In his truly wonderful book, The Restoration of Christian Culture, John Senior remarks that students need to read the thousand good books before they read the hundred great books. Otherwise in college such students may turn into well-read nihilists, excited by intellectual inquiry (without end or purpose), and contemptuous of moral good, very much aware of their own cleverness and insensitive to the presence of moral virtue in others and its absence in themselves.
Every student needs to experience the good before he gains an experience of the great. Of course students gain their most important experiences of the good in their homes, from their parents.
It would be best if parents held in their souls the measure of the good so clearly that they might judge the things proposed to their children. Probably John Senior thinks that they do — that is why he refuses to include a list of good books in his fine book. Parents are not always confident about their intuitions, but they should be.
If recalling your own childhood you remember books that made a difference to you, then look for those books. I remember the Babar books, especially the one about the young Babar, who loses his mother to a hunter, who wanders away to Paris (like all young men in French literature, and French life), is introduced to civilization (of which French bread and pastries are no small part) by a little old Parisian lady, and who returns to the jungle to found an elephant community. The picture of him losing his mother was painful and terrible. So was the picture of Uncle Cornelius turned green and dying by a mushroom. I had my mother tape that page shut and did not eat mushrooms for years. Is that an objection? Hardly. Babar, the old Babar, is a story of adversity and loss overcome. Babar is a founder-king, the source and defender of a whole community. Long live king Babar. Long live Celeste. May they be blessed with children. And in a later story they are. Cannons boom.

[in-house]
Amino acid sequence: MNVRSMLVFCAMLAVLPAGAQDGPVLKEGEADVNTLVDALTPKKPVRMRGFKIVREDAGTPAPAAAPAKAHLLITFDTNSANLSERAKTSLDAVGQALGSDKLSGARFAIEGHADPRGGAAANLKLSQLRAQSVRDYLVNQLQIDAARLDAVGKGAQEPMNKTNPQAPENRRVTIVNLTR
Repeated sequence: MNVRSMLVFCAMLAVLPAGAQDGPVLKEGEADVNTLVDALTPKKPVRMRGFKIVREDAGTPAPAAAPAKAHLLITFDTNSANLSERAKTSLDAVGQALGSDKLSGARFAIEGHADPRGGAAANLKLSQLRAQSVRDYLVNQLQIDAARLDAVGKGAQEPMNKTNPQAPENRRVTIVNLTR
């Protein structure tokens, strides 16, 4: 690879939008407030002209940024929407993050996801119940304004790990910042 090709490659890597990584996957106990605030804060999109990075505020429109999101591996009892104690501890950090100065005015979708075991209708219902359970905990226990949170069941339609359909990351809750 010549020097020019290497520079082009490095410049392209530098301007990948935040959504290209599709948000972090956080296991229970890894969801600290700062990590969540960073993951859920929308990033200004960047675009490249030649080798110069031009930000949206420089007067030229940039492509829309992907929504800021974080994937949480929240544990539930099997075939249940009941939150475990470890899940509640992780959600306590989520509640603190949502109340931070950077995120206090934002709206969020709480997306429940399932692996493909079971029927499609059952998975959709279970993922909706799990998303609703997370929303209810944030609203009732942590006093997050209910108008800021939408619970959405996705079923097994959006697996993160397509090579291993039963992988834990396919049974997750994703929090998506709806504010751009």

My point is that whatever was good in your own childhood will be good for your children.
A second point springs from it. For a while now children’s literature has been specialized, separated from family literature, and subjected to the pressures of commerce. Let’s peel off the layers of the present and proceed back in time.
Today, children’s literature is often vulgar, confused, and corrupt. Sometimes it is even sinister. The vices and disorders of the adult world, itself increasingly morally corrupt, are being advanced into childhood, insinuated in families, and pushed at children. And unfortunately, some of the literature written to combat this assault is weak, empty, sentimental, comfortable without being moral, as if good things can be had without being strong.
What are some books that made a difference to you?
On my short list of books I read before age ten which meant a lot to me, a list composed in the two minutes I have while waiting for my kids to finish their chores and return to me for the singing of hymns and folksongs:
Crimson Fairy Book (and all the colors)
The Plain Princess (My copy was part of a Reader’s Digest collection of Fairy Tales, which also had the story of Death and the Three Fools, which really made an impression).
What about you?